Study Guide

Dover Beach Stanza 3

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Stanza 3

Lines 21-22

The Sea of Faith
Was once, too, at the full, and round earth's shore

  • Ooh, now we're really getting deep. Suddenly the sea grows from being just a thing you look at or listen to, to a full-blown metaphor. Here the "Sea of Faith" represents the "ocean" of religious belief in the world—all of our faith put together. Notice that Arnold capitalizes this term and puts it all by itself at the top of the stanza, so we're sure to notice that it's super-important.
  • There was a time, the speaker says, when that "Sea of Faith" was at high tide "full" just like the English Channel is right now.
  • He's really driving this whole ocean-as-metaphor thing hard.
  • But what's he referring to? Perhaps an earlier time, when religion was more important in people's lives?

Line 23

Lay like the folds of a bright girdle furled.

  • When that ocean of faith was at its height, it was like a "bright girdle" (that's like a fancy belt) rolled up ("furled") around the world. See what he did there? He just used a simile to compare his already-metaphorical ocean to a beautiful belt. 
  • This is kind of a tricky image—it's a little hard to tell how an ocean can be furled around the world, or why exactly a girdle would have folds. We think the whole idea is meant to be a little ornate and complex, because what the speaker is describing, (the high tide of the sea of faith) is so mysterious and beautiful. 
  • For a moment, in this line, we're back in safe territory, away from human misery and grating waves.

Lines 24-25

But now I only hear
Its melancholy, long, withdrawing roar,

  • Sadly, in this moment, the speaker thinks the sea of faith is a long way from high tide. It's ebbing (getting lower) just like the ocean does.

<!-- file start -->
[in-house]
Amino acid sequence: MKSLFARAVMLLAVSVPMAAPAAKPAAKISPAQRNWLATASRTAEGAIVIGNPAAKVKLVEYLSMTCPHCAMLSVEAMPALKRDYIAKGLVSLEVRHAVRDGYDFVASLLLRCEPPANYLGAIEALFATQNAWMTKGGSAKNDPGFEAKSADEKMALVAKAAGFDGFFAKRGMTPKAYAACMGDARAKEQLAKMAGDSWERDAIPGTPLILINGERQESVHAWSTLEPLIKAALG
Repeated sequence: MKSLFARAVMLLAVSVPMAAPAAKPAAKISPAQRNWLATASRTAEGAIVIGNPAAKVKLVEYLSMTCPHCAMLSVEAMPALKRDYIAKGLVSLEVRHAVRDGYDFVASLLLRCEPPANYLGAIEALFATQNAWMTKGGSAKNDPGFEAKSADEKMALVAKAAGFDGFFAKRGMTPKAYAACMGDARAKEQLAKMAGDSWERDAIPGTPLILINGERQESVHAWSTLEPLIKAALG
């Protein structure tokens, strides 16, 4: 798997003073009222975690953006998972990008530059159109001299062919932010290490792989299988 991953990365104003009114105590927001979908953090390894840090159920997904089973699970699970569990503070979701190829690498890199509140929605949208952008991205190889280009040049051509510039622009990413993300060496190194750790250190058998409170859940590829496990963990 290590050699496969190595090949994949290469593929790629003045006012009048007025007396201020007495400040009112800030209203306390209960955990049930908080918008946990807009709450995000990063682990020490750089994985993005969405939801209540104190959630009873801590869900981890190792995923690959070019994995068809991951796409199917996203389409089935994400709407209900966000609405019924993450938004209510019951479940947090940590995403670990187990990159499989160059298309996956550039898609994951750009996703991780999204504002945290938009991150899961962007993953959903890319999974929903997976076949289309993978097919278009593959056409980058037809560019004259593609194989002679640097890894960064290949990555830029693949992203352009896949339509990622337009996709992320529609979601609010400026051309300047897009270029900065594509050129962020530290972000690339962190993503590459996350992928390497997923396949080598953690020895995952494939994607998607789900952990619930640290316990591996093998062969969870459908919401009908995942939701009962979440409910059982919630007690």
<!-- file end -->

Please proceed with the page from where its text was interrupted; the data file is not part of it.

• The only sound he hears now is the roar of faith pulling away. We think "melancholy, long withdrawing roar" has a totally sad, desolate feeling—don't you? The world's loss of faith makes our speaker truly miserable.

Lines 26-27

Retreating, to the breath
Of the night-wind, down the vast edges drear

  • Here he keeps up the simile he started at the beginning of the stanza, comparing all the faith on earth to an ocean that's steadily pulling away. 
  • Faith is "retreating" from the world. It ebbs to "the breath of the night wind." That's another great image of a powerful, rhythmic force in nature, just like the "cadence" of the pebbles in the waves in line 13.
  • Check out how dark the language of this poem has turned all of a sudden. There's a scary sense of size in those "vast edges" and real misery in the word "drear." We've come a long way from the calm moonlit night that started out this poem.

Line 28

And naked shingles of the world.

  • First, we should point out that in this case "shingles" refers to the loose stones on the seashore (not something that goes on a roof). 
  • The idea of the world being covered in "naked shingles" like a wet, desolate beach is so spine-tinglingly bleak. It's such a hopeless image. As faith pulls away, it leaves nothing behind but dreary desolation.
  • Well, that's uplifting.

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